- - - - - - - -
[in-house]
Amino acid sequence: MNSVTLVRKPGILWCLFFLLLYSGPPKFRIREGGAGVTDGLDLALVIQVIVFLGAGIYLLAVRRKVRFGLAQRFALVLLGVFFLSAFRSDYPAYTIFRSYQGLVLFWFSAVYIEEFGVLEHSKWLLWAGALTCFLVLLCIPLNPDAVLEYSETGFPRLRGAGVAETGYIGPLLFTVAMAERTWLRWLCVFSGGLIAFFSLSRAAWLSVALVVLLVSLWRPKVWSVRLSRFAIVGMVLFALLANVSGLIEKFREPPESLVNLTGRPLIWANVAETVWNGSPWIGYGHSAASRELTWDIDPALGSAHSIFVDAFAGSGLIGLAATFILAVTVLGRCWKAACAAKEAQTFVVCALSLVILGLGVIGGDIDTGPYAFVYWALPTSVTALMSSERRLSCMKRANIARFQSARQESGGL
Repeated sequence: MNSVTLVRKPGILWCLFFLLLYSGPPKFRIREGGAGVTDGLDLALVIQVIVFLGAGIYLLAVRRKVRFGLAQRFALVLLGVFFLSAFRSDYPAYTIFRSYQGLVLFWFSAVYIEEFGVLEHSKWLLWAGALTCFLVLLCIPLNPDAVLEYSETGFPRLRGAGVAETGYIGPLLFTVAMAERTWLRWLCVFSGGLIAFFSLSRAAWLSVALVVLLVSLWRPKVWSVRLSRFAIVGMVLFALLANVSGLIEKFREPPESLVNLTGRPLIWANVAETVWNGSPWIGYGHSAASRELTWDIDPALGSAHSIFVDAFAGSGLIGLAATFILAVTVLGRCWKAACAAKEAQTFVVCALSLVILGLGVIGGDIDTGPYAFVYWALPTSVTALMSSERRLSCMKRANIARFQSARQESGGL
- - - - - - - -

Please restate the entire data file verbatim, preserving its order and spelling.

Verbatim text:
[in-house]
Amino acid sequence: MNSVTLVRKPGILWCLFFLLLYSGPPKFRIREGGAGVTDGLDLALVIQVIVFLGAGIYLLAVRRKVRFGLAQRFALVLLGVFFLSAFRSDYPAYTIFRSYQGLVLFWFSAVYIEEFGVLEHSKWLLWAGALTCFLVLLCIPLNPDAVLEYSETGFPRLRGAGVAETGYIGPLLFTVAMAERTWLRWLCVFSGGLIAFFSLSRAAWLSVALVVLLVSLWRPKVWSVRLSRFAIVGMVLFALLANVSGLIEKFREPPESLVNLTGRPLIWANVAETVWNGSPWIGYGHSAASRELTWDIDPALGSAHSIFVDAFAGSGLIGLAATFILAVTVLGRCWKAACAAKEAQTFVVCALSLVILGLGVIGGDIDTGPYAFVYWALPTSVTALMSSERRLSCMKRANIARFQSARQESGGL
Repeated sequence: MNSVTLVRKPGILWCLFFLLLYSGPPKFRIREGGAGVTDGLDLALVIQVIVFLGAGIYLLAVRRKVRFGLAQRFALVLLGVFFLSAFRSDYPAYTIFRSYQGLVLFWFSAVYIEEFGVLEHSKWLLWAGALTCFLVLLCIPLNPDAVLEYSETGFPRLRGAGVAETGYIGPLLFTVAMAERTWLRWLCVFSGGLIAFFSLSRAAWLSVALVVLLVSLWRPKVWSVRLSRFAIVGMVLFALLANVSGLIEKFREPPESLVNLTGRPLIWANVAETVWNGSPWIGYGHSAASRELTWDIDPALGSAHSIFVDAFAGSGLIGLAATFILAVTVLGRCWKAACAAKEAQTFVVCALSLVILGLGVIGGDIDTGPYAFVYWALPTSVTALMSSERRLSCMKRANIARFQSARQESGGL